Exxon Mobil Corp. (NYSE:XOM) is not going to lower its dividend no matter what it costs the company. That point came out loud and clear from the company’s latest earnings conference call. This means that XOM stock will continue to have a “strong” dividend yield of about 6.15%. It’s worth at least 32% more, or $74.63 per share, based on its historical dividend yield.
For the past two years (8 quarters) Exxon has paid 87 cents per share in quarterly dividends. That works out to $3.48 per share each year. Exxon clearly intends to maintain that dividend. Therefore, at today’s price (April 9) of $55.87, the dividend yield is very healthy at 6.2%.
Target Price Based on Historicals
Moreover, based on the company’s historical dividend yield, this is much higher than its average. For example, Morningstar reports that over the past 5 years, its trailing 5-year dividend yield has been 4.96% (almost 5%).
We can use this to estimate the normalized target value for XOM stock. For example, if we divide the dividend per share of $3.48 by the average yield of 4.96%, the result is a target price of $70.16 per share. This represents a potential gain of $14.29 or about 26% more based on today’s price of $55.87.
We can do the same thing with the company’s earnings-per-share (EPS). Applying Morningstar’s 5-year avg. price-to-earnings (P/E) ratio of 25.62 times (over the last 5 years) to Exxon’s EPS for this year ($2.87) produces a target price of $73.53. That is over 30% above today’s price. Similarly using the Morningstar forward P/E average of 21.75 times Exxon’s $3.88 EPS for 2022 produces a target price of $84.39.
Now we have three different price targets based on dividend yield and price-to-earnings. To round things out we can also derive a price based on its historical price-to-sales. Morningstar says this is 1.25 times over the last five years. Analysts predict sales of $245.5 billion for 2021, so the price target works out to $306.875 billion. This is 29.7% above Exxon’s existing market cap of $236.5 billion. In other words, XOM stock is worth nearly 30% more or $72.46 per share.
That means that, on average, XOM stock is worth about 34% higher, or $75.14 per share.
These ratios are based on earnings and sales estimates provided by Seeking Alpha on their Earnings tab for Exxon Mobil stock. The estimates can vary depending on which aggregation service is used. But this gives you an idea that XOM stock is undervalued based on its historical metrics.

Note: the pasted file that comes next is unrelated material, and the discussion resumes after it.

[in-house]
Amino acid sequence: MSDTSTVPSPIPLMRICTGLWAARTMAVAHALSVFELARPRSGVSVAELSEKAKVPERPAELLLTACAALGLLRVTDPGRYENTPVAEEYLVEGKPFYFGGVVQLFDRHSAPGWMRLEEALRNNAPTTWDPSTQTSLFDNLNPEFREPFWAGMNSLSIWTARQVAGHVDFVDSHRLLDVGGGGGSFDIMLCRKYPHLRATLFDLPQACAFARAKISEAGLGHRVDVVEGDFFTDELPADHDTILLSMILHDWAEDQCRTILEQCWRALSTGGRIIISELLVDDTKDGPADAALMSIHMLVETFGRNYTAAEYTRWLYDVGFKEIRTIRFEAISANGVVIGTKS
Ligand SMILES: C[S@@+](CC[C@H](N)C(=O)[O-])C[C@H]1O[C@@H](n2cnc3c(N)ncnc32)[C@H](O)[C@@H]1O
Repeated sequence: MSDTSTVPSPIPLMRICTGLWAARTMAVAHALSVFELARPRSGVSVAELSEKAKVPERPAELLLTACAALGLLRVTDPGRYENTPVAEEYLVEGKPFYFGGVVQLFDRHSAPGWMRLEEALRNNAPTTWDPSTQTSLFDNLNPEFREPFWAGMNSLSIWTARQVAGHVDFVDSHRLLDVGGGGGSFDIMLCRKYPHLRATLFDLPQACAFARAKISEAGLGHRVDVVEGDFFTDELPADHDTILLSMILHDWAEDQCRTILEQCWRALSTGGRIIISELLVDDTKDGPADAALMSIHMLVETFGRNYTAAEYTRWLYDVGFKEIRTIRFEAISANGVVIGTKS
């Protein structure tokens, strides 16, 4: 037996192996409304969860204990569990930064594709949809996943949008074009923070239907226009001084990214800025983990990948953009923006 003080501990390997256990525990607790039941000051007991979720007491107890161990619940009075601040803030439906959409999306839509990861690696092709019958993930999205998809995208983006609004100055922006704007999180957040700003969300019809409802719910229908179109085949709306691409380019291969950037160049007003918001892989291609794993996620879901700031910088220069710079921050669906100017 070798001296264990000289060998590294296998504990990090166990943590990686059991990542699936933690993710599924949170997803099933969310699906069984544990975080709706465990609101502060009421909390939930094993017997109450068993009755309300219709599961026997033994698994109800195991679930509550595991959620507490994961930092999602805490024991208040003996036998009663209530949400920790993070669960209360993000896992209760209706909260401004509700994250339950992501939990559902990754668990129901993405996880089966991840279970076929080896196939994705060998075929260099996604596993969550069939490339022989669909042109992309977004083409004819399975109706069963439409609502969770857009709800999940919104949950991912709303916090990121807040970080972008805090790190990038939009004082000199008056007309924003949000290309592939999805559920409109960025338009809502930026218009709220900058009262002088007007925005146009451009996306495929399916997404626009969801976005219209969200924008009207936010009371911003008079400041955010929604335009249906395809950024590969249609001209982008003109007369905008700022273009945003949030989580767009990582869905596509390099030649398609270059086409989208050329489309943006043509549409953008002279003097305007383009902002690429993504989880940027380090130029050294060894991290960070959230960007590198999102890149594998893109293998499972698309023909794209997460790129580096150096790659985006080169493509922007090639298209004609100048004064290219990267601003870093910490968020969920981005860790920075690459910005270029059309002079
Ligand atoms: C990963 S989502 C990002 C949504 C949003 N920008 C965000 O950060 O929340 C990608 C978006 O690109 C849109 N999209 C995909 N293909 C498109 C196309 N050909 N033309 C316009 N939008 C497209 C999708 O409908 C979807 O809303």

One thing to note is that although the $3.48 dividend exceeds the forecast earnings of $2.87 this year (2021). But next year analysts predict EPS of $3.88 per share, which will cover the dividend, assuming oil and gas prices stay high.
Moreover, management said on the fourth-quarter 2020 conference call that cash flow from operations should cover the dividend payments this year. This coincides with their intention to maintain a “strong” dividend, mentioned 10 times on the conference call.
What To Do With XOM Stock
Most analysts have higher price targets for Exxon stock, but not by much. For example, TipRanks.com says that 18 analysts have an average price target of just $60.68.
Similarly, Yahoo! Finance says that 25 analysts believe on average XOM stock is worth $61.18.
You can see in the table on the right that the median analyst price target is $60.63, or 7.1% above today’s price. So, on the one hand, this is much lower than my price target using historical metrics.
But on the other hand, keep in mind that my price target could take several years to achieve, whereas most analysts are just looking out one year. For example, if my 34% higher price target takes two years, the average annual return will be just 16% each year on a compounded basis.
Moreover, the dividend yield is 6.15%. Therefore the total return, even if the analysts’ target price pans out will be 13.25% (i.e., 7.1% price gain plus 6.15% dividend yield). My target price produces an expected return of 21.95% (i.e., 14.8% gain plus 6.15% yield).
Any way that you look at it, XOM stock looks like a good bargain here, assuming oil stays high and the stock returns to its normal historical value metrics.
On the date of publication, Mark R. Hake did not hold a long or short position in any of the securities in this article.